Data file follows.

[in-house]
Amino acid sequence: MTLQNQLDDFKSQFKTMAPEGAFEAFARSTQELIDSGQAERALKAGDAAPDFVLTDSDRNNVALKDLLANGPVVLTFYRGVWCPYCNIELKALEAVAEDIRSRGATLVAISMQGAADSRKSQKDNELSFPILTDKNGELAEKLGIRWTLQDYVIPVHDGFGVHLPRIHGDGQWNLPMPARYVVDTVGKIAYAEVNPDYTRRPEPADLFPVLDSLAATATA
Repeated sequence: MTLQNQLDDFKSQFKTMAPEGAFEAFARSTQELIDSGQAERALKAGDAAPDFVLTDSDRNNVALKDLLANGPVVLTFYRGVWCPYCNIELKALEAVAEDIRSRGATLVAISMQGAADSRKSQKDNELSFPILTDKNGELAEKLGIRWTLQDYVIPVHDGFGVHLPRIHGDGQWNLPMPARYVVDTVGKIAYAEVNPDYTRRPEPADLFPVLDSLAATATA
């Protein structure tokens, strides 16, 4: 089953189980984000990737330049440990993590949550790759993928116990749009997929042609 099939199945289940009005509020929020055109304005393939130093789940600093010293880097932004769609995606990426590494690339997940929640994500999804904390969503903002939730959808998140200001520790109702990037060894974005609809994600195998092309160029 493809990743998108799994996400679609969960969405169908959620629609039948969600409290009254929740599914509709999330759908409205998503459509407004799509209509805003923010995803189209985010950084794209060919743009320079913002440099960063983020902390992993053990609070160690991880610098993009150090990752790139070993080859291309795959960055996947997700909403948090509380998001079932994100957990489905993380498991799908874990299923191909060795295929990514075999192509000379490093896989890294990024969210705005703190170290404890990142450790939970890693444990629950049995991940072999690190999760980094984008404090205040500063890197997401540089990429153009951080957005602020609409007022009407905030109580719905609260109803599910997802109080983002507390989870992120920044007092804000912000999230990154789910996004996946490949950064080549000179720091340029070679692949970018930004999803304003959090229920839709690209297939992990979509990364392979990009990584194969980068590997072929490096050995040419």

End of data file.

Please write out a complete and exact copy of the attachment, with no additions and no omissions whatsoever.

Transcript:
[in-house]
Amino acid sequence: MTLQNQLDDFKSQFKTMAPEGAFEAFARSTQELIDSGQAERALKAGDAAPDFVLTDSDRNNVALKDLLANGPVVLTFYRGVWCPYCNIELKALEAVAEDIRSRGATLVAISMQGAADSRKSQKDNELSFPILTDKNGELAEKLGIRWTLQDYVIPVHDGFGVHLPRIHGDGQWNLPMPARYVVDTVGKIAYAEVNPDYTRRPEPADLFPVLDSLAATATA
Repeated sequence: MTLQNQLDDFKSQFKTMAPEGAFEAFARSTQELIDSGQAERALKAGDAAPDFVLTDSDRNNVALKDLLANGPVVLTFYRGVWCPYCNIELKALEAVAEDIRSRGATLVAISMQGAADSRKSQKDNELSFPILTDKNGELAEKLGIRWTLQDYVIPVHDGFGVHLPRIHGDGQWNLPMPARYVVDTVGKIAYAEVNPDYTRRPEPADLFPVLDSLAATATA
């Protein structure tokens, strides 16, 4: 089953189980984000990737330049440990993590949550790759993928116990749009997929042609 099939199945289940009005509020929020055109304005393939130093789940600093010293880097932004769609995606990426590494690339997940929640994500999804904390969503903002939730959808998140200001520790109702990037060894974005609809994600195998092309160029 493809990743998108799994996400679609969960969405169908959620629609039948969600409290009254929740599914509709999330759908409205998503459509407004799509209509805003923010995803189209985010950084794209060919743009320079913002440099960063983020902390992993053990609070160690991880610098993009150090990752790139070993080859291309795959960055996947997700909403948090509380998001079932994100957990489905993380498991799908874990299923191909060795295929990514075999192509000379490093896989890294990024969210705005703190170290404890990142450790939970890693444990629950049995991940072999690190999760980094984008404090205040500063890197997401540089990429153009951080957005602020609409007022009407905030109580719905609260109803599910997802109080983002507390989870992120920044007092804000912000999230990154789910996004996946490949950064080549000179720091340029070679692949970018930004999803304003959090229920839709690209297939992990979509990364392979990009990584194969980068590997072929490096050995040419």